Hi dears! Today D.Ros gives us the next article of his article series about motors. As usual, it is very interesting ; just judge by yourself:
Since electrical motors have been around, the cornerstone of heavy duty industrial operations (as crushers, grinders, mills, hoists, blowers, chippers, mixers, compressors, centrifugal pumps, exhausters, etc.) have been driven with synchronous motors for their high power and most efficient way to convert alternating current into mechanical energy; as for, different to asynchronous (induction) motors, their main source of magnetic field is derived from direct current injection rather than through the air-gap.
The high power profile (up to 134,000 HPs or 100MW) of synchronous motors addresses the increasing demand of more and faster production. As their name suggests, their run synchronously to the three phase AC lines’ frequency, however their electrical construction requires a direct current supply to generate the extra magnetic force needed in its field’s windings to overcome the natural slip produced by the armatures magnetic induction.
Back in the old days of synchronous motors
Typically, the field current is supplied at a constant level to ensure that the field’s magnetic poles keep locked in phase with the induced armature’s magnetic poles. This means that, depending on the application, the DC current level is set to exceed the optimal level to guarantee the motor will withstand the inherent transient demands of these high power operations.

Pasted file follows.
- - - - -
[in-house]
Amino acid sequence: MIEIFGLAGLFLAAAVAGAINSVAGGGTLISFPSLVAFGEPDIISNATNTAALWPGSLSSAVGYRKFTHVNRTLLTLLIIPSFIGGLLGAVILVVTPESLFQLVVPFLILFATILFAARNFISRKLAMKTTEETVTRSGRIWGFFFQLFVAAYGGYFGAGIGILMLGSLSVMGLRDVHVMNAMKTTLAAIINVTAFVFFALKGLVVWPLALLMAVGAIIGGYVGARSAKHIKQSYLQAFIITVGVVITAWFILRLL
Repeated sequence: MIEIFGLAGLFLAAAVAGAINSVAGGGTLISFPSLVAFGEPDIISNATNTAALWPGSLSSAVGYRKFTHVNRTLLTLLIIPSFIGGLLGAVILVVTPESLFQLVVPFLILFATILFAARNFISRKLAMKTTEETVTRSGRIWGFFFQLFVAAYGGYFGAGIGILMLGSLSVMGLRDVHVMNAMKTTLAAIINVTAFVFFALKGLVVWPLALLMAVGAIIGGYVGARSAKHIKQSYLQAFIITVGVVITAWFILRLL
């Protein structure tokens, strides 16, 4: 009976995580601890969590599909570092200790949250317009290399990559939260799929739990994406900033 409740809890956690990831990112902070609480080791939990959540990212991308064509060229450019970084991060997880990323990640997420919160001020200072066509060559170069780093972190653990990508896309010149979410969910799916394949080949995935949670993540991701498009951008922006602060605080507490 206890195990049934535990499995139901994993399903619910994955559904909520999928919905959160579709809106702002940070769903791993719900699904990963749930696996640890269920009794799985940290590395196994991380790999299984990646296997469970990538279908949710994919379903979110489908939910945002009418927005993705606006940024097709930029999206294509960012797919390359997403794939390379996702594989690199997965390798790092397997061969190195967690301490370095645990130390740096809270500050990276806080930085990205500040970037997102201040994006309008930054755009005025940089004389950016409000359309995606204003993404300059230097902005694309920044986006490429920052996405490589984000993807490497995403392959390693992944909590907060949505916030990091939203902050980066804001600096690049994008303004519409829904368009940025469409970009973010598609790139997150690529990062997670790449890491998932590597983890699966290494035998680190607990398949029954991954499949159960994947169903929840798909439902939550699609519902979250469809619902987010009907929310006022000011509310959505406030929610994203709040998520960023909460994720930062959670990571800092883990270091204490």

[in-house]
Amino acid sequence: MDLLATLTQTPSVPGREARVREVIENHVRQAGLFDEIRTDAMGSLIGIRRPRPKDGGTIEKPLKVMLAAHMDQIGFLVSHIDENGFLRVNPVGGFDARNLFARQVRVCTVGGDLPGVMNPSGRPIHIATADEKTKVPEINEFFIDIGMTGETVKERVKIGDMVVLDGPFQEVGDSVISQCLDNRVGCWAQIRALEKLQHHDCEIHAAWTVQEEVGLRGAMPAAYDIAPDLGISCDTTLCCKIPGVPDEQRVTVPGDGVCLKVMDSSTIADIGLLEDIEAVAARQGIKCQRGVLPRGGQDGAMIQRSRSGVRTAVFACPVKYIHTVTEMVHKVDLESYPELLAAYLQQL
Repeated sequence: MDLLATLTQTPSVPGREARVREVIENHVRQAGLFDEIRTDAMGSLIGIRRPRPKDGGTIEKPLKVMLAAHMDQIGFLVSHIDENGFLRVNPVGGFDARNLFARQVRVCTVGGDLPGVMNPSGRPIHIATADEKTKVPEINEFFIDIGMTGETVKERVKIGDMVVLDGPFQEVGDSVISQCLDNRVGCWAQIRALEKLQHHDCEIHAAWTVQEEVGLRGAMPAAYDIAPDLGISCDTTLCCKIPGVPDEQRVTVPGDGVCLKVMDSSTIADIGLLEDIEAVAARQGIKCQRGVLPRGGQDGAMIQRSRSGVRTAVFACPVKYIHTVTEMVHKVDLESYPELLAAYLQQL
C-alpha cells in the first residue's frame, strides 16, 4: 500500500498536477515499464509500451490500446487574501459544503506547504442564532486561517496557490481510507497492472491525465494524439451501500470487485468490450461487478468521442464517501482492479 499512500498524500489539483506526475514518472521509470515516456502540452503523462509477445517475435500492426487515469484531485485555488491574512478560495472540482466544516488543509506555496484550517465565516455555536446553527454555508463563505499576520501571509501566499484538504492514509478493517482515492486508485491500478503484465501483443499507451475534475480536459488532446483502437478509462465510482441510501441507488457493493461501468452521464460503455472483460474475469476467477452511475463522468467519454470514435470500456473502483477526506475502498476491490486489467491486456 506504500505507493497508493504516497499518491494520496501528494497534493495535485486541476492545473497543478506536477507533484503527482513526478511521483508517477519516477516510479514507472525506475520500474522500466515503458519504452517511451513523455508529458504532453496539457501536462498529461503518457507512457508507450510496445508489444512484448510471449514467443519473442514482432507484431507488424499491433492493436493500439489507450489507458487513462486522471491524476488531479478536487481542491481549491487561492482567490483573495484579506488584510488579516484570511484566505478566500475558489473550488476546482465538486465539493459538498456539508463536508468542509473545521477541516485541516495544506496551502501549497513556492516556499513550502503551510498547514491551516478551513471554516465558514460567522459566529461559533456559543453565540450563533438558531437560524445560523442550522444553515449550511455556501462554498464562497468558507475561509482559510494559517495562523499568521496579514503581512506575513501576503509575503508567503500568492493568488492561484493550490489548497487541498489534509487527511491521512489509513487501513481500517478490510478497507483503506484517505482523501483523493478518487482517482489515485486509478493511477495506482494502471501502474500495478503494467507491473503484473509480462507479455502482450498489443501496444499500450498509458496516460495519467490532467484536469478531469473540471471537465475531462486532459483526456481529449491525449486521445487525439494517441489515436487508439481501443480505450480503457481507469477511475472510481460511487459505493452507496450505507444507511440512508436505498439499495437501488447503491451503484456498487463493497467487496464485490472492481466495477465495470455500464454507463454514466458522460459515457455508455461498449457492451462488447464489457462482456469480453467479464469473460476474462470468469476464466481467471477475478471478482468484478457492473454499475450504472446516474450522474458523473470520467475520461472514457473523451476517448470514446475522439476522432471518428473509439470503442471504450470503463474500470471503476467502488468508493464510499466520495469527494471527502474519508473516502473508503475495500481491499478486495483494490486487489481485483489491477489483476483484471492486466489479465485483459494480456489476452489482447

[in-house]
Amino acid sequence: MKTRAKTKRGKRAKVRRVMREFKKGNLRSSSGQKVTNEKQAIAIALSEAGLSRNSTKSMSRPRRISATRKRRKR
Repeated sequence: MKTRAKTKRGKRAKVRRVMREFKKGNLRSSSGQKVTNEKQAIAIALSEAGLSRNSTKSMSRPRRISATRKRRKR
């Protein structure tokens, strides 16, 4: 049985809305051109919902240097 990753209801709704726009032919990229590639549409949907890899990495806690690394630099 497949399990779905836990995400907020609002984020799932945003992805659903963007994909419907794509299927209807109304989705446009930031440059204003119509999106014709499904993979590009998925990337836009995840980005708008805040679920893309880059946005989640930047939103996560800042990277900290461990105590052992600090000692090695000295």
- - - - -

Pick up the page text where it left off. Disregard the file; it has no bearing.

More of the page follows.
Disadvantages of using static field excitation level on synchronous motors
Overexciting the field windings increases the magnetic fields strength, therefore, enabling the motor to deal with a higher torque demand. However, the over-excitation of the synchronous motor’s field means that most of the time, plenty of mechanical energy is unused while the mechanical application operates in steady state, which leads to a higher energy consumption than needed and thus overheating the motors windings.
Since the mechanical energy that isn’t required is dissipated through heat, hence decreasing the resistance of the armature’s windings, which in return increases its armature’s current and in consequence, the windings heat even more; so it’s a clear looping cycle that increases electrical energy consumption and considerably cuts down the machine’s life.
The renaissance of synchronous motor control
In conclusion, being these machines the heart of most industrial operations, their energy consumption and downtime for maintenance is critical.
Therefore, in hand with developments of power electronics, researchers and engineers are turning their attention back to the way DC current is injected into synchronous motors: trying to find the best practices and control techniques to get the best performance of these power intensive machines by regulating the machines power profile according to its application requirements and transient conditions.
Thanks D.Ros. Now what do you all think of this article?